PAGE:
Sunday, 19 June 2011
All Hail Ceasar- (part 1?)
As promised, here I am talking about Rick Priestley's new ruleset, "Hail Ceasar," released by Warlord Games. There's no review as such- I do not want to hand out marks out of ten since it is all simply my opinion, and also because I'm biased- I love this game! :)
Well, the most striking aspect of the rulebook, for me, is the tone of the rulebook. It doesn't try to introduce me to the world of wargaming- Mr. Priestley assumes that I am already a wargamer, and understand some of what it is about. I can't remember the last rulebook that did this- either they skirt over the issue entirely by just filling a book with rules and lists, or they explain every term ever conceived ("This is a campaign", followed by a 4 page explanation of how to run the worst campaign you can, or the worst I can recall "How to arrange a Game.") This has freed them up to talk about why certain rules have come about, and how the whole thing slowly evolved, so that by the end of reading the rules it felt more like having taken part in a friendly conversation- any ruleset that leaves me feeling involved from the first reading will probably win me over.
Time for a bit more detail on the rules then. Movement is covered by a Warmaster-style command system. Interestingly, there are no specific lists of orders to restrict you. So any command you give can be as simple or complicated as you like (of course, if your instructions are too woolly, then your opponent may encourage a bit of battlefield misdirection but hey- be a better commander!) Orders can be given by unit or division, or both, so there's plenty of freedom to try and get your troops to do exactly what you want (and then watch your dice go horribly wrong and they all end up facing each other :) )
Units are a little unusual in the game as well. They are not based on individuals, but on size of formation. There are four distinct groups- Standard, Large, Small and Tiny. For infantry, this is then further defined by the number of ranks. A 'Standard' regiment of Celts consists of 32 to 40 models, four deep while a 'Large' formation will be 60 to 80 models, four deep. I know it doesn't sound like a revelation, but bear in mind that since unit sizes won't change during the game having basing conventions for regiments is a modeller's dream come true.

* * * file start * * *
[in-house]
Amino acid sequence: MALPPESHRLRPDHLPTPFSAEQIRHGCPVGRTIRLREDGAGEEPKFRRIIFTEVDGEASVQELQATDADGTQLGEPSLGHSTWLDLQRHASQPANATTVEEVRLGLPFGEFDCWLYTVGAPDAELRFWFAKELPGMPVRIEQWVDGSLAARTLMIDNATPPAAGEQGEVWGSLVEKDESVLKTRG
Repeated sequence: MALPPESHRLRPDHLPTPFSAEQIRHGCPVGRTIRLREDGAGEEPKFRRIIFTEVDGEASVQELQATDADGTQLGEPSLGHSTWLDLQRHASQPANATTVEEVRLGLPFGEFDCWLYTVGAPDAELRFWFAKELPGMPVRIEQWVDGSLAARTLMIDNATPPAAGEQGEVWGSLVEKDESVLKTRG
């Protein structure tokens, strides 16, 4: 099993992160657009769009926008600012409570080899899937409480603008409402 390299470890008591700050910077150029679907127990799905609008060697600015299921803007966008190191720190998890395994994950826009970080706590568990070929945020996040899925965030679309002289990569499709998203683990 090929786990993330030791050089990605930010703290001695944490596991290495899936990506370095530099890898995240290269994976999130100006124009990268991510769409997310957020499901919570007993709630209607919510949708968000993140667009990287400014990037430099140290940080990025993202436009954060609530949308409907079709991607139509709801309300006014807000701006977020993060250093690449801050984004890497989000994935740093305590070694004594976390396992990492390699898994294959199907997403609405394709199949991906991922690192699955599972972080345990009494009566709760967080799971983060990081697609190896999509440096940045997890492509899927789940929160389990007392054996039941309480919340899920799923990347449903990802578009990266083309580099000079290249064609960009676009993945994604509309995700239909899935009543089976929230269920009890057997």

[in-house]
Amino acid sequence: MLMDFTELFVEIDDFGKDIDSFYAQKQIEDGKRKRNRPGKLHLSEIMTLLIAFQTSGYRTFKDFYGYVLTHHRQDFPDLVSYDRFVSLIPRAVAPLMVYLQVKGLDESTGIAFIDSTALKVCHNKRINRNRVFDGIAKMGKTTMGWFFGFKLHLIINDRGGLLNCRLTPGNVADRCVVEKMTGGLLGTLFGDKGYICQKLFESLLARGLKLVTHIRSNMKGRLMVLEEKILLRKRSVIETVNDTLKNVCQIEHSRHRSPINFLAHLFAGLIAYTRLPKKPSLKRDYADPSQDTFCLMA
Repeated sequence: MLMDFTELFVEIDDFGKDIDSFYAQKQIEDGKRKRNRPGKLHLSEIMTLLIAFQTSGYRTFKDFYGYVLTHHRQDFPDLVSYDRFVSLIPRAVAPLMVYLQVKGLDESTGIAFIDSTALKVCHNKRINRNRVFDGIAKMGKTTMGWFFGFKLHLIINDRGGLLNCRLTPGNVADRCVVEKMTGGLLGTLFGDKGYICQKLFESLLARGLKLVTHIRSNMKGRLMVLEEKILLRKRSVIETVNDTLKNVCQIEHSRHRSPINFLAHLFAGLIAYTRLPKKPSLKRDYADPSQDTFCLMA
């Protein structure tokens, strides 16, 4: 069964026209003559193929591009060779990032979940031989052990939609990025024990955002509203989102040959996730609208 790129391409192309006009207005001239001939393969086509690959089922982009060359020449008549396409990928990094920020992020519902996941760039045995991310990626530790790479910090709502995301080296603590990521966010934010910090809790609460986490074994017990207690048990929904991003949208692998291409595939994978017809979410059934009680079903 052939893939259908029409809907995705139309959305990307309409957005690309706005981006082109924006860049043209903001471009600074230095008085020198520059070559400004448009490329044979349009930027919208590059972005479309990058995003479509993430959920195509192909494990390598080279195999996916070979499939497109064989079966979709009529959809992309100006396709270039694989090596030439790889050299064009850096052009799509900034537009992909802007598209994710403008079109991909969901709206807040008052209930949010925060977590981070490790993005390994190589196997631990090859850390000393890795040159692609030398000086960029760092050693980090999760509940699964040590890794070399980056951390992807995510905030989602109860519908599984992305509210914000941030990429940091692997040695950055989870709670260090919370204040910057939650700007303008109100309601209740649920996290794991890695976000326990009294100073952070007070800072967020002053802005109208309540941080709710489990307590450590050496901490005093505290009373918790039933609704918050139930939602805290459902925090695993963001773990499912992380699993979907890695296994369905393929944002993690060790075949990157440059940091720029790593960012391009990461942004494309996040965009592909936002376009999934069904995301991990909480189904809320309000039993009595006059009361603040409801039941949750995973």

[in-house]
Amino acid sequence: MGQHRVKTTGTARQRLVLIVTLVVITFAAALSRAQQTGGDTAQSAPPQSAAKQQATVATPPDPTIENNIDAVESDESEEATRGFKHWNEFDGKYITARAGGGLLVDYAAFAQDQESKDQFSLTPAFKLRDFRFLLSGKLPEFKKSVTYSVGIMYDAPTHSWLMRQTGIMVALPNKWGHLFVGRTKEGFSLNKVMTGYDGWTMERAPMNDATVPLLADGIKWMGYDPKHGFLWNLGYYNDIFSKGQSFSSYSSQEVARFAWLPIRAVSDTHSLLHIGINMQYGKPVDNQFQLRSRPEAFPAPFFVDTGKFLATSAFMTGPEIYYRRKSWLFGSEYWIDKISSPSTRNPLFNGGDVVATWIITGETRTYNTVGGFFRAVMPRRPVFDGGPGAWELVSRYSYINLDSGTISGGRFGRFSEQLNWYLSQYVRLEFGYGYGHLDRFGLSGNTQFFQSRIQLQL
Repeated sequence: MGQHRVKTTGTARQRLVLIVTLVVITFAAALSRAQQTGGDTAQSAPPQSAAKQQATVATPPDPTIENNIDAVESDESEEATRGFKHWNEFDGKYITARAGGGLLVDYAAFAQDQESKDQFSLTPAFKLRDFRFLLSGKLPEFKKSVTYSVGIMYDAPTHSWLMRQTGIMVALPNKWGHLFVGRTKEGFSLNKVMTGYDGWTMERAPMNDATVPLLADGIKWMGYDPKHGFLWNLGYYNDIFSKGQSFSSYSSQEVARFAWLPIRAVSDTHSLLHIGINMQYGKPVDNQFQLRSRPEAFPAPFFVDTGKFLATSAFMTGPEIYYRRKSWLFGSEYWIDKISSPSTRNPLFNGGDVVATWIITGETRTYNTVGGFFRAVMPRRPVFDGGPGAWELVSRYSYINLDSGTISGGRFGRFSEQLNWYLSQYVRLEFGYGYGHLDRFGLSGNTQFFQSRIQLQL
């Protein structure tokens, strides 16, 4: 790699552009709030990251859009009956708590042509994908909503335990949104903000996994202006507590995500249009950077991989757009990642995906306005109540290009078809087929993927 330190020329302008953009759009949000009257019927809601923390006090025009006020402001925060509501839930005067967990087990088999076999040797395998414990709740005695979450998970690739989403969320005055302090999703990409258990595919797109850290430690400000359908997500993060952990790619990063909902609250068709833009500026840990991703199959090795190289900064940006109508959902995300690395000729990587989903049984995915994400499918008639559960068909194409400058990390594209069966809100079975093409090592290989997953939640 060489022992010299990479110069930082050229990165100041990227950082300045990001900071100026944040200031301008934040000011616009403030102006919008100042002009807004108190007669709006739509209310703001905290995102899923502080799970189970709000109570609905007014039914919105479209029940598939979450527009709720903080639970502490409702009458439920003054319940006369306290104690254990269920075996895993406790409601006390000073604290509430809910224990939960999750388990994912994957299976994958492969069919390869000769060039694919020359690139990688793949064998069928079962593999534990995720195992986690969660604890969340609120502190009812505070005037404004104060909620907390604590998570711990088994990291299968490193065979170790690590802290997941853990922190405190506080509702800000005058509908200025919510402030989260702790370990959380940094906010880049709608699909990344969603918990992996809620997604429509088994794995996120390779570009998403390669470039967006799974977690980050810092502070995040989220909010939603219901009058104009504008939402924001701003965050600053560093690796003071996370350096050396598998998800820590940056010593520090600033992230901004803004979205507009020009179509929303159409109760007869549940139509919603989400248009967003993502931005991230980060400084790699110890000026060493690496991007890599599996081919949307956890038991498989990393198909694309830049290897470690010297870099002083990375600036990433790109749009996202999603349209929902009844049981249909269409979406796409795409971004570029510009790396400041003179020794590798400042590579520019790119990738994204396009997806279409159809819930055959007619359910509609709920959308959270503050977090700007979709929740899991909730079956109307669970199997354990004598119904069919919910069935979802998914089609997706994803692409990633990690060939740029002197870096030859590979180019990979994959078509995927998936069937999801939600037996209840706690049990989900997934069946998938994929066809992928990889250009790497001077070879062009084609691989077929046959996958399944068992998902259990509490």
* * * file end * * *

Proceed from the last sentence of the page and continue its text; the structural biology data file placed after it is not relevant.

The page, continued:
Statistics are simple- 2 combat stat's ('Clash' and 'Sustained') and 2 ranged stat's ('Short' and 'Long') followed by 'Morale Save' and 'Stamina'. 'Clash' is used in the first round of combat, 'Sustained' in subsequent rounds. Both sets (Close and Ranged) determine the number of dice the unit roles, so a clash value of 7 means- yep, 7 dice in subsequent rounds of combat.
Onto the last two- Morale Save and Stamina. The 'Save' reflects armour and psychology- so if you fail a save on a unit, it is as likely that the soldier has fled the field as the chance he has died. (In honesty, this is the one area I can't make up my mind- part of me loves the simplicity of the rule, part wants fully detailed psychology with tables and complexity. In Hail Ceasar, I'll live with it.) This means that you get save modifiers for formation, cover and psychology, it all rolls into one. 'Stamina' shows how many wounds a unit can take before it is Shaken, and how many more it can take before it is Broken. So the visual spectacle of the game will never be upset, unless you choose to remove men.
So, that's Orders, units and stats covered, I suppose it's time to talk about army lists.....
Oh wait, there aren't any. :)
Hail Ceasar deliberately leaves the details of the forces fighting down to the players. There is a section on Troop Types, so that Medium Infantry and Light Infantry don't diverge too much, which is fairly comprehensive. This is followed by a selection of 'Useful Special Rules' so that players can add a bit of personality- this means that Macedonian Pike Phalanx are distinct from Roman Legionaries. However, there is no section of lists and races- most importantly, no points values. This is a Wargame, not a Tournament System, and I love it.
I think most of all, Hail Ceasar feels like Rick Priestley and his gaming group letting us know how they play games- this a loose framework of rules for players to get together and figure everything out themselves. Hopefully, more designers will now follow suit- I'd love to see Jervis, Allessio and Chambers release their own ideas on game-play.
I'm going to leave it there for now (I will almost certainly be talking about Hail Ceasar again) so go out and get a copy, read it, then come back and leave a comment (which as always, are welcome)